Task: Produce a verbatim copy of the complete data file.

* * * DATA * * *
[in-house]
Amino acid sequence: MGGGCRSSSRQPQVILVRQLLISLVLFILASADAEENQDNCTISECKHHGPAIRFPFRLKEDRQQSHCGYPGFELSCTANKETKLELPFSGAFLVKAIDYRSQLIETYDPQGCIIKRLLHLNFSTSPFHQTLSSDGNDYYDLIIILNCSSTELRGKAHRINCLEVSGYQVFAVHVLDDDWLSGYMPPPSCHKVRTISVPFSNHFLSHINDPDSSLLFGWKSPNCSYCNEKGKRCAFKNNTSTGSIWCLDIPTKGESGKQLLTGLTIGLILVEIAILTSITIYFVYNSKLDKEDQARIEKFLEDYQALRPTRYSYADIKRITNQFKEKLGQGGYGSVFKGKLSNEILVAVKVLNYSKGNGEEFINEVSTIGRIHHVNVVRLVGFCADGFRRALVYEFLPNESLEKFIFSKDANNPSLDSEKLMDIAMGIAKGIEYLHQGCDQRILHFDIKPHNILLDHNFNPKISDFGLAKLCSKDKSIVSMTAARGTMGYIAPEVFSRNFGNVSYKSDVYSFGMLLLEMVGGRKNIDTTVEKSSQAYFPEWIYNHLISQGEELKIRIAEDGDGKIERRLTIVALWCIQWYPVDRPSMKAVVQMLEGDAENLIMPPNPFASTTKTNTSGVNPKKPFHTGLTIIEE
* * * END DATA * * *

[in-house]
Amino acid sequence: MGGGCRSSSRQPQVILVRQLLISLVLFILASADAEENQDNCTISECKHHGPAIRFPFRLKEDRQQSHCGYPGFELSCTANKETKLELPFSGAFLVKAIDYRSQLIETYDPQGCIIKRLLHLNFSTSPFHQTLSSDGNDYYDLIIILNCSSTELRGKAHRINCLEVSGYQVFAVHVLDDDWLSGYMPPPSCHKVRTISVPFSNHFLSHINDPDSSLLFGWKSPNCSYCNEKGKRCAFKNNTSTGSIWCLDIPTKGESGKQLLTGLTIGLILVEIAILTSITIYFVYNSKLDKEDQARIEKFLEDYQALRPTRYSYADIKRITNQFKEKLGQGGYGSVFKGKLSNEILVAVKVLNYSKGNGEEFINEVSTIGRIHHVNVVRLVGFCADGFRRALVYEFLPNESLEKFIFSKDANNPSLDSEKLMDIAMGIAKGIEYLHQGCDQRILHFDIKPHNILLDHNFNPKISDFGLAKLCSKDKSIVSMTAARGTMGYIAPEVFSRNFGNVSYKSDVYSFGMLLLEMVGGRKNIDTTVEKSSQAYFPEWIYNHLISQGEELKIRIAEDGDGKIERRLTIVALWCIQWYPVDRPSMKAVVQMLEGDAENLIMPPNPFASTTKTNTSGVNPKKPFHTGLTIIEE